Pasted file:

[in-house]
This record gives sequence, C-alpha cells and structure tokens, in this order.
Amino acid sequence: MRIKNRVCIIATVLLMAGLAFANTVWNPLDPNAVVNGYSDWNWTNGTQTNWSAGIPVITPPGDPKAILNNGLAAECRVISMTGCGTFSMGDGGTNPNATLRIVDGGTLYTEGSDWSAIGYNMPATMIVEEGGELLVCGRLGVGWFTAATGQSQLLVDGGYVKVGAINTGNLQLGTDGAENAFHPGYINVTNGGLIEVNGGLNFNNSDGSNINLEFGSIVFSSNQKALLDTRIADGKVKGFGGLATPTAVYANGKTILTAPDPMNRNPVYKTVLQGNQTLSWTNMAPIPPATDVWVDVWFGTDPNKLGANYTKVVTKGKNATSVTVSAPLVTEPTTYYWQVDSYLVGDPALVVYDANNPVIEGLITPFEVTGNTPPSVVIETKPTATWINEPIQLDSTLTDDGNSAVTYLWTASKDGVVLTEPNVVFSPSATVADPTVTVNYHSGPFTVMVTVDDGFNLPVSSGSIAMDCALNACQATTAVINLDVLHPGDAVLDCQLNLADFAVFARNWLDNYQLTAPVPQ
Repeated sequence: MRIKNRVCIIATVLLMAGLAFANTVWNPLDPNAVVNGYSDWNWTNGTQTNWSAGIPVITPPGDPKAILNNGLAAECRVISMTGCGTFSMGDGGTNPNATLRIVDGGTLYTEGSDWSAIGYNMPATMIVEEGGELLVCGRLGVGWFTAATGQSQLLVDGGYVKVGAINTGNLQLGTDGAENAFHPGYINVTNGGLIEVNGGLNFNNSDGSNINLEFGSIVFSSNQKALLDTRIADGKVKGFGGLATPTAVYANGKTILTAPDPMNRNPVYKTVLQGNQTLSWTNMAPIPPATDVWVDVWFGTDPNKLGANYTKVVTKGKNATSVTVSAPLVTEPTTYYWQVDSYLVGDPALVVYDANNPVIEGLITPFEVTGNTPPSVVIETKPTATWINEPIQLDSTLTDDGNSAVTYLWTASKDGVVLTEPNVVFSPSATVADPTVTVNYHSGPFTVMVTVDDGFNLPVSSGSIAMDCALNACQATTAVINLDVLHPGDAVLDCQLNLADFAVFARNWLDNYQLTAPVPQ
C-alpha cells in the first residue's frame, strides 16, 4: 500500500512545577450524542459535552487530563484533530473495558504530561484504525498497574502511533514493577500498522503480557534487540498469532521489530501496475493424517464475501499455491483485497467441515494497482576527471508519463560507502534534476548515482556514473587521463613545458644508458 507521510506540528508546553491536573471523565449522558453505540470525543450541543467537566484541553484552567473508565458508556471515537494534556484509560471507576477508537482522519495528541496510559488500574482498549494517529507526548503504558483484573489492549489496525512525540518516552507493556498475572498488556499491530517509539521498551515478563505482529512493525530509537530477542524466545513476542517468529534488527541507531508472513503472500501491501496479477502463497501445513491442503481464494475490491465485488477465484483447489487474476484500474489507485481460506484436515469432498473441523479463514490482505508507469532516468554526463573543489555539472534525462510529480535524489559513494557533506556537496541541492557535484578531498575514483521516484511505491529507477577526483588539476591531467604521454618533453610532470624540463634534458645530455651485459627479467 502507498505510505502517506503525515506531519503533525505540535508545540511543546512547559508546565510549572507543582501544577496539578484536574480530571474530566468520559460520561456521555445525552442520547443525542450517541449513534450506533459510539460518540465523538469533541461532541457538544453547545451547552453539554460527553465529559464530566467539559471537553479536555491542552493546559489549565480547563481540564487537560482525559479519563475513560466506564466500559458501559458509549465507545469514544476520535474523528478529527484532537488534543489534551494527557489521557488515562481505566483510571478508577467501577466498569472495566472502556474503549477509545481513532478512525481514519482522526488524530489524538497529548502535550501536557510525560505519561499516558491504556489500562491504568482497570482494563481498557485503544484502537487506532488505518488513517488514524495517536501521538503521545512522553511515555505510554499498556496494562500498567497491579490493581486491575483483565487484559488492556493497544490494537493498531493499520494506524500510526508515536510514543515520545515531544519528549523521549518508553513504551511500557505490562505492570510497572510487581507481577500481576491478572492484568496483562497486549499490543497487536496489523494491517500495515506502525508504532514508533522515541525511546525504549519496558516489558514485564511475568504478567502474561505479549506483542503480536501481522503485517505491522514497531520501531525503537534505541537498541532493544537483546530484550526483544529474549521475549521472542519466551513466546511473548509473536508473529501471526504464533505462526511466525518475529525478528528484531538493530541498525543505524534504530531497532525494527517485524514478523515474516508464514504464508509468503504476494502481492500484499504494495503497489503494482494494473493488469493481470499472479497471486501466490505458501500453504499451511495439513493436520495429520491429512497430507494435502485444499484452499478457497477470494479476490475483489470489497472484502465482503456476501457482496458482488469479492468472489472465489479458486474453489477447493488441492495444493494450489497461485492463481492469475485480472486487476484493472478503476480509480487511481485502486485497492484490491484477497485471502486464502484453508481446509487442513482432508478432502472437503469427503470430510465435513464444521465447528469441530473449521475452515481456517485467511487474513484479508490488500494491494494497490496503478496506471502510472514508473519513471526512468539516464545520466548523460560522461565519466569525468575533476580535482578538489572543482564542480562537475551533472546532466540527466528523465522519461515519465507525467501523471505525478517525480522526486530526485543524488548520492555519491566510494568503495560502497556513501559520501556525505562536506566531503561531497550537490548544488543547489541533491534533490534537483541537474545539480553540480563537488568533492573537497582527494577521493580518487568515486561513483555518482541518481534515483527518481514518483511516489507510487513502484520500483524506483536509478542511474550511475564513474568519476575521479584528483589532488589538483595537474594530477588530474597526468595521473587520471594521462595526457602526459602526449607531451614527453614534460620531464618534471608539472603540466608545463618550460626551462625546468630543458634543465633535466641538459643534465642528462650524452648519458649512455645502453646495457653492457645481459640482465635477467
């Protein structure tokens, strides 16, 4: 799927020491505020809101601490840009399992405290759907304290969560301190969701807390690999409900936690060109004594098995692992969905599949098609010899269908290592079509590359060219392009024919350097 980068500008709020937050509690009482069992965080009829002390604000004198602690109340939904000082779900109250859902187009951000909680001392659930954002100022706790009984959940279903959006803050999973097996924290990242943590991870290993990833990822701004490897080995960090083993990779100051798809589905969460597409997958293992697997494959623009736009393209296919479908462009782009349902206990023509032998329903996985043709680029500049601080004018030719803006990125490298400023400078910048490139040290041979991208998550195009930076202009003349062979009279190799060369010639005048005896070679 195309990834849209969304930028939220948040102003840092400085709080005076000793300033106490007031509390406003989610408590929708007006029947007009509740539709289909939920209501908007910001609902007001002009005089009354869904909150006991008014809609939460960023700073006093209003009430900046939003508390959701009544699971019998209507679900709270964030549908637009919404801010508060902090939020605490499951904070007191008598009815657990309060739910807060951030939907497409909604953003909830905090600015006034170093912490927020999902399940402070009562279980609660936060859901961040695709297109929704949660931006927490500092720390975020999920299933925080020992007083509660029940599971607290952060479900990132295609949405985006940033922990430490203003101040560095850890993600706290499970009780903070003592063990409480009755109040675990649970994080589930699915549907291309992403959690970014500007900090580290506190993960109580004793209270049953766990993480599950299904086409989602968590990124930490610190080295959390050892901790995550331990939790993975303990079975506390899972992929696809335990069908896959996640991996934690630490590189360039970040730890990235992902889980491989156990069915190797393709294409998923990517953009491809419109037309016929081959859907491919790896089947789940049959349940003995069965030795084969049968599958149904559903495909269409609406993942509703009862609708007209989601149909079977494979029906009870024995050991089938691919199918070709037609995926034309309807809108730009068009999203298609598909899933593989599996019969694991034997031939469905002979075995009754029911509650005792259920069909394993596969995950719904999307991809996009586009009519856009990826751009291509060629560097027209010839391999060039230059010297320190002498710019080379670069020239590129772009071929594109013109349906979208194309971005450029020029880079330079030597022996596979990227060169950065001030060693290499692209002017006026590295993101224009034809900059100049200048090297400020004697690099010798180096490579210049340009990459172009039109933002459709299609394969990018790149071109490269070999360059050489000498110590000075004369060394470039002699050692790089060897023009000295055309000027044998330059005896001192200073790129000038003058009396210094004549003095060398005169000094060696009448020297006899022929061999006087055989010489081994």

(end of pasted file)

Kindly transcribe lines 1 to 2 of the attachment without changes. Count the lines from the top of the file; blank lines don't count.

[in-house]
This record gives sequence, C-alpha cells and structure tokens, in this order.